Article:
Macau Public LibraryMacau, a tiny territory on a peninsula about an hour’s boat ride West of Hong Kong harbour, was virtually uninhabited when Portuguese merchants first arrived there more than 450 years ago, except for a few families living on their fishing boats. The Portuguese had already colonised parts of Southeast Asia by the late seventeenth century, so when Portuguese traders arrived at Macau they did so with families and servants who originated from places such as Goa, Malacca and East Timor.  The intermingling of these different heritages produced the Macanese people, and what the Macanese eat perfectly reflects their diverse cultural heritage.

Patua refers to the language (now almost forgotten but seeing some revival) of the Macanese. UNESCO’s Atlas of the World's Languages in Danger classified Patua as a "critically endangered" language Macau News.


Pasteis de BacalhauMacanese cooking is based on European/Portuguese recipes which were adapted so that they could be made with the local produce available in Macau and any goods which the Portuguese traders would have had on their ships (e.g. salt cod, olive oil, bay leaves etc).  This base was augmented with the flavours of Southeast Asia (e.g. coconut and chilli, saffron and cinnamon, mango and mace) to create the unique taste which survives to this day.

Outside the Macanese community, Macanese food is not easy to find – even in Macau itself - and because the cuisine was not developed in a restaurant but evolved in countless homes over centuries, with recipes being handed down from one generation to the next, the nature of how exactly each dish should be cooked can be hotly contested. Thus there are myriad versions of the most famous Macanese dish, “African Chicken” (Galinha a Cafreal), with each cook claiming theirs to be the “most authentic” or “the best”.

But it is possible to work towards some definitions of what Macanese food “should” taste like.  Certainly the cooking is highly diverse, and there’s something for everyone.  The canon ranges from a strong and salty bacalhau dish through to delicate rice noodle soups flavoured with dried shrimp, with a dense offal stew and chicken curry in between.  What is carried through this diversity is balanced seasonings and flavours, seamless fusions of European and Asian ingredients, and a deep sense of culture.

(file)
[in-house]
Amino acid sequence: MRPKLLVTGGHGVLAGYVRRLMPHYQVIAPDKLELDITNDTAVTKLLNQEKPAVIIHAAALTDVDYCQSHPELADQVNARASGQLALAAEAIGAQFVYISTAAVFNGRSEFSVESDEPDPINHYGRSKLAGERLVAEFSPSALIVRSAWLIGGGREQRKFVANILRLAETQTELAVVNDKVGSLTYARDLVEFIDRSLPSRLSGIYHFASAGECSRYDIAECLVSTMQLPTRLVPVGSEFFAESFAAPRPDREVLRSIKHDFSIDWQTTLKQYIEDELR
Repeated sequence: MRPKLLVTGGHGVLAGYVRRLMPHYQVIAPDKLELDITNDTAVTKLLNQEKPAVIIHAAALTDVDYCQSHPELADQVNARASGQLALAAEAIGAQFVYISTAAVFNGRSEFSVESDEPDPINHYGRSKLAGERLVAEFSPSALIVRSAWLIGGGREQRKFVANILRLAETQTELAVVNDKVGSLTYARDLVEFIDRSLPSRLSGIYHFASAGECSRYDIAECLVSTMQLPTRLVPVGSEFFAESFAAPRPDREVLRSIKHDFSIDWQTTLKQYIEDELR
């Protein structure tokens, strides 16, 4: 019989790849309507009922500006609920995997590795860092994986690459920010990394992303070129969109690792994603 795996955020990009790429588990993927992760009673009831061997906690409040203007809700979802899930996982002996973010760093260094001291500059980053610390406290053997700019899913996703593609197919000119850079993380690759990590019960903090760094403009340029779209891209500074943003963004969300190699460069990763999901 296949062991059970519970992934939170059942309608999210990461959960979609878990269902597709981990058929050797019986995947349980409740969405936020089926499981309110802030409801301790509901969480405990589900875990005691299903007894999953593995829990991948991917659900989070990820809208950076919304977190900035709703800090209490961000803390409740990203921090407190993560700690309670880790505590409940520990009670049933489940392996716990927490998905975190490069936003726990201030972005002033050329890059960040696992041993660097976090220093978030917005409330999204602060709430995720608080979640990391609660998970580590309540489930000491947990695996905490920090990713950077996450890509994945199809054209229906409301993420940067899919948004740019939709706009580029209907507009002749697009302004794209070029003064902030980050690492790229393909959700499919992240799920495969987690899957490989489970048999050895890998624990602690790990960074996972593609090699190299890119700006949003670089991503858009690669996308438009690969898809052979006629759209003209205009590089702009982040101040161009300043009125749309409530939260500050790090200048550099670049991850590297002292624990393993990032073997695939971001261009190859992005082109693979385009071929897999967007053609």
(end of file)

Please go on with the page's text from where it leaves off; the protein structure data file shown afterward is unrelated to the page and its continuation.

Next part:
Portugese Red WineMacau Patua evenings are also a chance to highlight Portuguese wine.  Somewhat unknown, misunderstood or undiscovered, Portuguese wine claims a still-important place in Macau’s vibrant wine and dine environment.  It is recommended that you bring Portuguese red wine along to Macau Patua, for even the fish and seafood dishes have a density of flavour which white wines can rarely match. The most appropriate wines for Macau Patua are reds from the cooler regions such as Douro and Dao, which should be available from any wine merchant or large supermarket.

The epicentre of Macanese cuisine is, of course, Macau and it is here that another Portuguese legacy remains strong. Portuguese wine. As its quality soars, many labels have now assumed cult status, and in Wine Spectator Top 100 of 2014, two of the top four were Portuguese reds from the Douro region, and the Number One slot was a port from the stunning 2011 vintage. 

Key things to know about Portuguese wine
It is tremendous value for money. Wines are traditionally blended from a number of different grapes. Portugal is very proud of its indigenous grapes and does not work much with international varieties. The whites should not be overlooked. The wines are terrifically food friendly. The cooler northerly regions such as Douro, Dao and Vinho Verde tend to make the more elegant, even austere, wines, whereas warmer regions such as Alentejo produce deliciously fruity wines. Two top red grapes: Touriga Nacional and Touriga Franca. Three top white grapes: Alvarinho, Arinto and Encruzado